Catapult: providing challenge, support and a love of reading

Catapult: support for students below age-related expectations

Author Pete Ellison explores the motivation and approach taken by the Catapult team during the development of the new Catapult resources. 


At a time when the demands of external assessment at KS2 and GCSE have never been higher, we know that many young people are not regularly reading for pleasure (recent research by the National Literacy trust found a significant drop in reading enjoyment between the ages of eight and 16, especially for boys ). This results in many secondary students who, in other ways are far from unintelligent, arriving in Year 7 with poor vocabulary development and limited knowledge of the world preventing them from reading with the level of understanding that they need to succeed. The Catapult series was designed with these students in mind.

These students are often keen and willing to learn but their poor comprehension of more demanding texts prevents them from making the kind of progress they need to catch up with their peers. We wanted to develop a programme that would support them by providing what they needed most:

  • A wide range of engaging, high-quality texts dealing with some of the most important contemporary issues, adding to their general knowledge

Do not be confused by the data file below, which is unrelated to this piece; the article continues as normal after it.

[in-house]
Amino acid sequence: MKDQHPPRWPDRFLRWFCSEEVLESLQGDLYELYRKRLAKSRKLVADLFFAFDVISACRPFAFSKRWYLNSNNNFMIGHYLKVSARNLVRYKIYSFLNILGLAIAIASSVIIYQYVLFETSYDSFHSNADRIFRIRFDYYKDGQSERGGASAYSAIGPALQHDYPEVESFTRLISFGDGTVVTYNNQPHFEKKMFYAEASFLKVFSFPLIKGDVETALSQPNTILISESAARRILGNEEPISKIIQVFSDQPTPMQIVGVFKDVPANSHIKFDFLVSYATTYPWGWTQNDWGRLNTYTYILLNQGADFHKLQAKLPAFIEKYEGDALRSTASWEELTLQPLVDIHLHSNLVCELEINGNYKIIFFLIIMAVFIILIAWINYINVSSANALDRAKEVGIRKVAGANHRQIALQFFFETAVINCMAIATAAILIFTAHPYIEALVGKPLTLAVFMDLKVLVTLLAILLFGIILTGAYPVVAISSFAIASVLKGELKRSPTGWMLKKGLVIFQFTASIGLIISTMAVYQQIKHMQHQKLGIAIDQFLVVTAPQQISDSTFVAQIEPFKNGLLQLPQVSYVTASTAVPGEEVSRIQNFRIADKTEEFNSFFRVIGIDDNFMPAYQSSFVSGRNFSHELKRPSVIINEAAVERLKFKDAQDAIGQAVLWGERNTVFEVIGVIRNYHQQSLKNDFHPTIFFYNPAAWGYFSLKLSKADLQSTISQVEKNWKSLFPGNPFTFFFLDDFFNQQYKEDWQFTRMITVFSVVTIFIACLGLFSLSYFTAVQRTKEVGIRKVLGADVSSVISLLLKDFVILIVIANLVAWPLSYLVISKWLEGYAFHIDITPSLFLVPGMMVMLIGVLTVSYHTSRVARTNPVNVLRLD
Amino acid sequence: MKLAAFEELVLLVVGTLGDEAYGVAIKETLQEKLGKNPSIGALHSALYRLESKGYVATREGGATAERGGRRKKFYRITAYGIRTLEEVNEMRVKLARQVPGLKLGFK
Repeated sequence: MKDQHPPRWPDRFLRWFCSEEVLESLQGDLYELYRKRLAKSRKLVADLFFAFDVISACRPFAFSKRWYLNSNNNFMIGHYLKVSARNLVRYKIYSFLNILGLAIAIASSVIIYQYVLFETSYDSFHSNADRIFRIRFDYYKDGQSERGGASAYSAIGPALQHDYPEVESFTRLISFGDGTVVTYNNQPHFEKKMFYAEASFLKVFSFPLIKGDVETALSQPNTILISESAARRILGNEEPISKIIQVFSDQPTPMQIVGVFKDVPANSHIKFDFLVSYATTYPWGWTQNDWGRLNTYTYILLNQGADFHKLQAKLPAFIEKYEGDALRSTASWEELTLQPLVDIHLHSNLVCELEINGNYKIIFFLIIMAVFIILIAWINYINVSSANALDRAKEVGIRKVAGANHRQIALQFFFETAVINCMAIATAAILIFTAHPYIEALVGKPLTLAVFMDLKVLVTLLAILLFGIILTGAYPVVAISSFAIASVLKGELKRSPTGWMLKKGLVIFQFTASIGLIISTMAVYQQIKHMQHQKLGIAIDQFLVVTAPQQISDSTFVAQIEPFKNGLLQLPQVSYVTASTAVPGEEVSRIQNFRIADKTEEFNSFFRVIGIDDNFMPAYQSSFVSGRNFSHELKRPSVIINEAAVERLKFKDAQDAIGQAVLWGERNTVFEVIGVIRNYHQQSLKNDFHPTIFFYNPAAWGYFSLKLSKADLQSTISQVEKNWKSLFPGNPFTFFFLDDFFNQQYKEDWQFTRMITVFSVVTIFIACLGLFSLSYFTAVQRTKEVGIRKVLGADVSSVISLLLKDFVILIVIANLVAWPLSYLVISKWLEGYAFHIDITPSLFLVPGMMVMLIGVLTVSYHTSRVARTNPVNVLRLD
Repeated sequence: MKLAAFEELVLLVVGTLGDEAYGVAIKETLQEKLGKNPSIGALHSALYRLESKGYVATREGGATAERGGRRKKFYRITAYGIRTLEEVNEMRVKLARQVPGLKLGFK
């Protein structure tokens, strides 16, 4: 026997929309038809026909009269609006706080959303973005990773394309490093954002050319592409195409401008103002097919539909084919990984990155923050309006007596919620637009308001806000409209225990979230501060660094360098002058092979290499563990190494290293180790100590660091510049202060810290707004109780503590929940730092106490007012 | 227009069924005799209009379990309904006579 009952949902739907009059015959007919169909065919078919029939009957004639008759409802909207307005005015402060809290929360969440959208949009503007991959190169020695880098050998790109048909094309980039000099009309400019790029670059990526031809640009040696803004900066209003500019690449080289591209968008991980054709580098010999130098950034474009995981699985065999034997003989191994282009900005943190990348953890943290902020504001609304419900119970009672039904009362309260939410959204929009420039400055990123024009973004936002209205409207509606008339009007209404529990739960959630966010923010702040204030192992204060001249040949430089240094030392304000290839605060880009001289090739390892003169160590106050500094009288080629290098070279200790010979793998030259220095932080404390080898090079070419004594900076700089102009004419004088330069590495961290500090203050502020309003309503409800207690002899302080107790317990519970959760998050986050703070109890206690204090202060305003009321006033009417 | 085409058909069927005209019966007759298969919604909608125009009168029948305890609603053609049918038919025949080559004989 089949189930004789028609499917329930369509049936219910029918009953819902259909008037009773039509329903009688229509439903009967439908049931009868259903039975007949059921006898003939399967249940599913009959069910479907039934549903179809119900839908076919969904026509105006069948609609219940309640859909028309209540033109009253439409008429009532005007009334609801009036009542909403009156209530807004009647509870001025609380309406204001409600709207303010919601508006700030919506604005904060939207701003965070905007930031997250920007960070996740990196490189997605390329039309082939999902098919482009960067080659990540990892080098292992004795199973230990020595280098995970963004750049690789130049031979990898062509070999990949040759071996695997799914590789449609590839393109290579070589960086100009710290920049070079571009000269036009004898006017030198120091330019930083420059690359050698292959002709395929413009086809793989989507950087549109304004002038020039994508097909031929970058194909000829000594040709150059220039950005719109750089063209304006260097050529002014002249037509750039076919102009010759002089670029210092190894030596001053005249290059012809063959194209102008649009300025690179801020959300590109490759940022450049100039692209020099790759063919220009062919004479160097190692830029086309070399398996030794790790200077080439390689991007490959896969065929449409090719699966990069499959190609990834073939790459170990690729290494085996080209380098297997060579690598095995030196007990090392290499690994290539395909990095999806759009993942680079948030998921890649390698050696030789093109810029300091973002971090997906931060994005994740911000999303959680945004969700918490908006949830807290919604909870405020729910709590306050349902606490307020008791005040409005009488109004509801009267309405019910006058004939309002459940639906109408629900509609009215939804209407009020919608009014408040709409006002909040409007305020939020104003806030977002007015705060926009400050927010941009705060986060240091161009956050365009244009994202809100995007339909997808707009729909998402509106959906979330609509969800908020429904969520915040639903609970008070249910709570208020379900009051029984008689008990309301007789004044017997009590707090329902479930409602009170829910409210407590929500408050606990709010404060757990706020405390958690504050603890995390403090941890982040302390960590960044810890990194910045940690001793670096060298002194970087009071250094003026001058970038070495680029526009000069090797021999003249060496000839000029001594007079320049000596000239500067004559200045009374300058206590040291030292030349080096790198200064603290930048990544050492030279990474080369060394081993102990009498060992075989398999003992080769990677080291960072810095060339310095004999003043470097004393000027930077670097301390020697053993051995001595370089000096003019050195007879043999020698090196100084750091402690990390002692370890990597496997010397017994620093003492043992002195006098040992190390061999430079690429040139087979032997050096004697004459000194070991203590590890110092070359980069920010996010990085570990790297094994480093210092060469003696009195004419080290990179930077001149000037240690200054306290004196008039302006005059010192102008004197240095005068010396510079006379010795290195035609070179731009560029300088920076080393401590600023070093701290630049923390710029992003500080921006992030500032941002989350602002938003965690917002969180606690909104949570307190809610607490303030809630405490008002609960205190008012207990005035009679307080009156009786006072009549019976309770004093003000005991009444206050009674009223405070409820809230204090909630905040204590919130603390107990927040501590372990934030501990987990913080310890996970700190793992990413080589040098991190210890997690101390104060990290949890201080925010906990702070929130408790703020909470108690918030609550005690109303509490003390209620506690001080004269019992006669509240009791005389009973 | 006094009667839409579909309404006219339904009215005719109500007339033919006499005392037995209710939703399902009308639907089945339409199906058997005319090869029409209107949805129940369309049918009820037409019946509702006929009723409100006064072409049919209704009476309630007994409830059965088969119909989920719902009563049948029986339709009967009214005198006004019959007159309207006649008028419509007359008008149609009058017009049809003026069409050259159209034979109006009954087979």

• Sophisticated and useful vocabulary (especially Tier 2) that they could incorporate into their writing straight away
  • Approaches to enable them to comprehend more complex syntax, especially in nineteenth century texts.

The aim was to provide these students with ways into more demanding and fulfilling reading by giving them tasks which tackle any difficulties head on. The programme would be anything but dumbed down!

So we set about finding engaging texts of the right length and complexity. We wanted every text to be an example of writing of the highest quality – so you’ll find some Dickens and other classic texts in there alongside contemporary writers such as Maggie O’Farrell. Once those were in place, we asked ourselves what barriers might prevent students from fully comprehending them. We then designed the tasks and questioning to address those barriers – making them explicit to the student. We felt that it was important to be honest: if you’re not a good reader, then a Dickens sentence won’t make much sense, so say so and then show them how to make sense of it.

It is generally the case that students who struggle to read mature texts also find it difficult to write convincingly and at length, so in every chapter we have made clear links between reading and writing. Students are encouraged to apply their new vocabulary immediately and, using the texts as models, to try out new writing techniques straight away. These short exercises gradually build until the student is ready to use their newly-learnt techniques and vocabulary in a more sustained piece.

We have tried hard never to patronise students but to be clear about how difficult a piece of reading might be, while giving them the key to unlock its meaning. Consequently, this is often a demanding programme, because, if we want them to catch up, their progress will need to be steep; however, we believe that Catapult’s steady step-by step approach will get them there.

Alongside this expectation of accelerated progress we have endeavoured to give students a sense purpose and achievement. We want them to feel proud of their growing vocabulary and ability to tackle more sophisticated demanding reading as well as their increasing control of written language. Not only that, but we hope that they will enjoy their learning – and who knows, perhaps become lovers of reading!

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